What If My Child Refuses To Go To Their Other Parent?

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After the breakdown of their parent’s relationship, a child may refuse to see one of their parents. If this is your experience, you may be torn between wanting to respect your child’s wishes and wondering if it is legal to deny the other parent from seeing their child.

Issues of this nature are covered by the Family Law Act 1975 and although a child’s wishes may be taken into consideration when matters relating to parenting are being resolved, it is not always possible – or legal – to allow a child to have the final say in these matters.

Here’s what you should know if your child refuses to go to their other parent.

What considerations will a court make when assessing parenting arrangements?

Under the Family Law Act a court will always consider first and foremost the best interests of the child. The child having a relationship with both of their parents is an immediate consideration. The safety of the child is also paramount, the court will consider scenarios where the relationship may have been fractured due to family violence and where the child has been separated from the parent(s) to protect them against physical and/or psychological harm.

In addition, a court will consider the proposed parenting arrangements, including the child’s thoughts on the proposed arrangements and their level of maturity. Ultimately, a court will decide what outcome is best for the child, factoring in:

  • the type of relationship the child and their parents have currently;
  • how a new parenting arrangement could disrupt the existing relationship and how it could affect the child’s emotional development;
  • the practicality of a new parenting arrangement and whether any proposed amendments are viable;
  • each parent’s capacity to provide for the child;
  • whether a history of family violence exists and how new parenting arrangements could put the child in harm’s way; and
  • any existing conditions which preclude a parent from seeing the child.

How will a court determine a child’s maturity?

A child’s actual age is not necessarily relied upon, but what a court will consider is the child’s level of maturity, their capacity and comprehension of the proposed parenting arrangements and the implications of their refusal to see their other parent.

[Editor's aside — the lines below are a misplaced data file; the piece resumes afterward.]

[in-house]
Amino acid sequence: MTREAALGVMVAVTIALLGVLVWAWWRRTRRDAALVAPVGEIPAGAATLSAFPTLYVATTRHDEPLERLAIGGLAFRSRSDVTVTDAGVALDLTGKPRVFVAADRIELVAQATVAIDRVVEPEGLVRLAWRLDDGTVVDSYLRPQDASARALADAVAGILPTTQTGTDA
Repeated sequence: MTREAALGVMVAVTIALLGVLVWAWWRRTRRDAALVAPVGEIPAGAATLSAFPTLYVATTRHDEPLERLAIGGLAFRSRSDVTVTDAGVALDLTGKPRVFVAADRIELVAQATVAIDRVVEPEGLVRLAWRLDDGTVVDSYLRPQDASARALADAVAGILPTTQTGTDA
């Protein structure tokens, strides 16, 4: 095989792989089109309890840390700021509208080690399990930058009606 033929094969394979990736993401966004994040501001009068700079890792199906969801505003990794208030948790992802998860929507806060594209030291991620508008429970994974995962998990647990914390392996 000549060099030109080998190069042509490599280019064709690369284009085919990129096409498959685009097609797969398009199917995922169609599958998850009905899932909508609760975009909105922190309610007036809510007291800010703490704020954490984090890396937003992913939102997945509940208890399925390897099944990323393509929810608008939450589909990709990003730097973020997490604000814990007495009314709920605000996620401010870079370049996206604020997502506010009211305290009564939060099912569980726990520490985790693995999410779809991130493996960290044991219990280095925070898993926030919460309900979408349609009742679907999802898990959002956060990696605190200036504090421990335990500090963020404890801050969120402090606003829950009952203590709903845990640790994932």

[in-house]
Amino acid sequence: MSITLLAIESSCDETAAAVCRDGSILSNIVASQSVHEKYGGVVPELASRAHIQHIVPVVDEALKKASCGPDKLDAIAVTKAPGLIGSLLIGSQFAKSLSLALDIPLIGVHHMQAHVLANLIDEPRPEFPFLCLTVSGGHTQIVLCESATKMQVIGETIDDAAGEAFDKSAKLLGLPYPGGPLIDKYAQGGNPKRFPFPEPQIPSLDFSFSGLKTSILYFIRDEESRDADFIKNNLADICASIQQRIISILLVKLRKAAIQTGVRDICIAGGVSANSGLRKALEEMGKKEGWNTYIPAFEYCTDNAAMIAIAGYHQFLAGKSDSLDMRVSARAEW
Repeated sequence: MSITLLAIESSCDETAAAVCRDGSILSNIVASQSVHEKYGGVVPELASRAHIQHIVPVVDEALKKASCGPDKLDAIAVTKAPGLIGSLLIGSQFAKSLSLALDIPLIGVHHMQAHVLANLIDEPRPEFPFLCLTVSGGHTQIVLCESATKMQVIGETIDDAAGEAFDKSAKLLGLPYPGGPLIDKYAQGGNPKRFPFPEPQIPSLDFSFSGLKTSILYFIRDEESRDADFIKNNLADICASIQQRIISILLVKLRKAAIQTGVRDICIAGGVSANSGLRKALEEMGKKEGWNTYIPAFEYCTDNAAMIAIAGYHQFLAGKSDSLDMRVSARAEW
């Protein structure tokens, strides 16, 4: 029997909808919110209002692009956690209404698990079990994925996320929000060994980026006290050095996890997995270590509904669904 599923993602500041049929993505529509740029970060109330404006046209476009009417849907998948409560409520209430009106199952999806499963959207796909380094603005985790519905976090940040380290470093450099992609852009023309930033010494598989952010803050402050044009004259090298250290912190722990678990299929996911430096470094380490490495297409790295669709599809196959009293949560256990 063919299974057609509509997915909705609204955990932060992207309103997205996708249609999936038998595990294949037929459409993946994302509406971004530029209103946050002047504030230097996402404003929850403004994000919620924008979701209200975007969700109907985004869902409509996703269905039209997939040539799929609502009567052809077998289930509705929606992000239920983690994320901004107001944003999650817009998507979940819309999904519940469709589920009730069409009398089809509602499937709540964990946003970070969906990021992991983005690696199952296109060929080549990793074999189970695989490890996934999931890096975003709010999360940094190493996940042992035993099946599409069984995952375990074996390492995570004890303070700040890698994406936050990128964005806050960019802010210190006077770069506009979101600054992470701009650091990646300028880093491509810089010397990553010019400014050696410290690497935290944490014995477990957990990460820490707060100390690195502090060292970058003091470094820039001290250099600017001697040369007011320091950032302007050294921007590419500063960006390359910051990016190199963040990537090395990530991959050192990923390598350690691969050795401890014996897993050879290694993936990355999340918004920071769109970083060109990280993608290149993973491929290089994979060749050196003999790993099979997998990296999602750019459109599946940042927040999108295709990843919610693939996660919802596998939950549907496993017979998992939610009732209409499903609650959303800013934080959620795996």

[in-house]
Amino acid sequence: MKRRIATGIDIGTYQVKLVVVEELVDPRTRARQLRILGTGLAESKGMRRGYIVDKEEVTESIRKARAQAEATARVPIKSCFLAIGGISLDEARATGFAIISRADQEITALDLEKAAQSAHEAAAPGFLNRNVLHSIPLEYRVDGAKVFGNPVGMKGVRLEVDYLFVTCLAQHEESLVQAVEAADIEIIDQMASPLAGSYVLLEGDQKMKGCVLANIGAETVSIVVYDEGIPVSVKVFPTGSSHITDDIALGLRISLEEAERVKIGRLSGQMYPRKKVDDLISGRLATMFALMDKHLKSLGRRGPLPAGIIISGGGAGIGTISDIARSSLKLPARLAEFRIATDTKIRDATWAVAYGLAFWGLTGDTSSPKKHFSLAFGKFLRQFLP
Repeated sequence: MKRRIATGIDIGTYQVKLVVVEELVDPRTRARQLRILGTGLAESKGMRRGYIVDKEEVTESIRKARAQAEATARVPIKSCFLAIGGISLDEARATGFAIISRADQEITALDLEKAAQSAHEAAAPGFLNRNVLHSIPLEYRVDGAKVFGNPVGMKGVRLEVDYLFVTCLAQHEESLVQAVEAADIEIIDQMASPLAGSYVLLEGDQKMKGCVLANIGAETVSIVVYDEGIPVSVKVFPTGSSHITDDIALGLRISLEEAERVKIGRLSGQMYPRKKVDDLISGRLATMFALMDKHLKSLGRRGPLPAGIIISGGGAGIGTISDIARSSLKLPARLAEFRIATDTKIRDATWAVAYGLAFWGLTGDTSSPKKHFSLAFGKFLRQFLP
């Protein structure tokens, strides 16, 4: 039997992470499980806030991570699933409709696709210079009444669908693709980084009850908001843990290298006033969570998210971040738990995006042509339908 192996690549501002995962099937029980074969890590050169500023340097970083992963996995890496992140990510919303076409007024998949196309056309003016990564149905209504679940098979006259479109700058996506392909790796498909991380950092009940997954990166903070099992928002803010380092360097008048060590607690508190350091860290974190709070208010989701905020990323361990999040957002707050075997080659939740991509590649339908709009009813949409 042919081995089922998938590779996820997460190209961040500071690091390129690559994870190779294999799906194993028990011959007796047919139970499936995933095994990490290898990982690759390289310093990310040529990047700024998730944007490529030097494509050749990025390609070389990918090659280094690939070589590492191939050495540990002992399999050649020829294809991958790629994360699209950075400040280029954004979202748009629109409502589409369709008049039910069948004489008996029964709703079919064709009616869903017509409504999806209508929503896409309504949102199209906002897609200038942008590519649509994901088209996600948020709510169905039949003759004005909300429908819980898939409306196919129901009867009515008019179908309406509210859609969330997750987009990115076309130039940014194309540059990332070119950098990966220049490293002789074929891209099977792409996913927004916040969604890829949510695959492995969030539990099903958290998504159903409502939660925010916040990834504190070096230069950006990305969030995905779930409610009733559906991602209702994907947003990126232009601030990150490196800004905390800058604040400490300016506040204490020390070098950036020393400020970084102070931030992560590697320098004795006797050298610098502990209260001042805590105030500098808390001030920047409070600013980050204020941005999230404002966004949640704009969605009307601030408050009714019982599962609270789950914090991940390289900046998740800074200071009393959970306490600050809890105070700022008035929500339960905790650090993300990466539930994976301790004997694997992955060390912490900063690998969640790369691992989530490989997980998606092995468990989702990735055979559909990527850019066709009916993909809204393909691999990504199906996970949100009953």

Typically, third parties will need to assist in assessing the child’s maturity. As such, a court will often consider:

  • an interview with the Independent Children’s Lawyer;
  • an official Family Report; and/or
  • an expert witness report (if necessary).

A Family Report is prepared by a trained child psychologist (or person with similar qualifications/experience) who, after facilitating and considering interviews with a range of family members, can provide a professional opinion on the most suitable living arrangements for the child.

A court will often also consider whether a child has been inappropriate questions by a parent or involved in the parenting dispute. It is recommended that you seek legal advice before having any conversations with your child about their custody arrangements.

At what age is a child legally allowed to refuse to see their parent?

A child is legally able to refuse to see their parent once they reach the age of 18. Prior to this, where divorce and separation are concerned, a court can make orders in relation to the care and custody arrangements for a child, including an order precluding a parent from seeing their child.

If your child is unhappy with the parenting arrangements you and their other parent have in place for them and you need assistance with navigating the family law system, our experienced family lawyers can help.

At Cairns Divorce Lawyers you will always speak to a Lawyer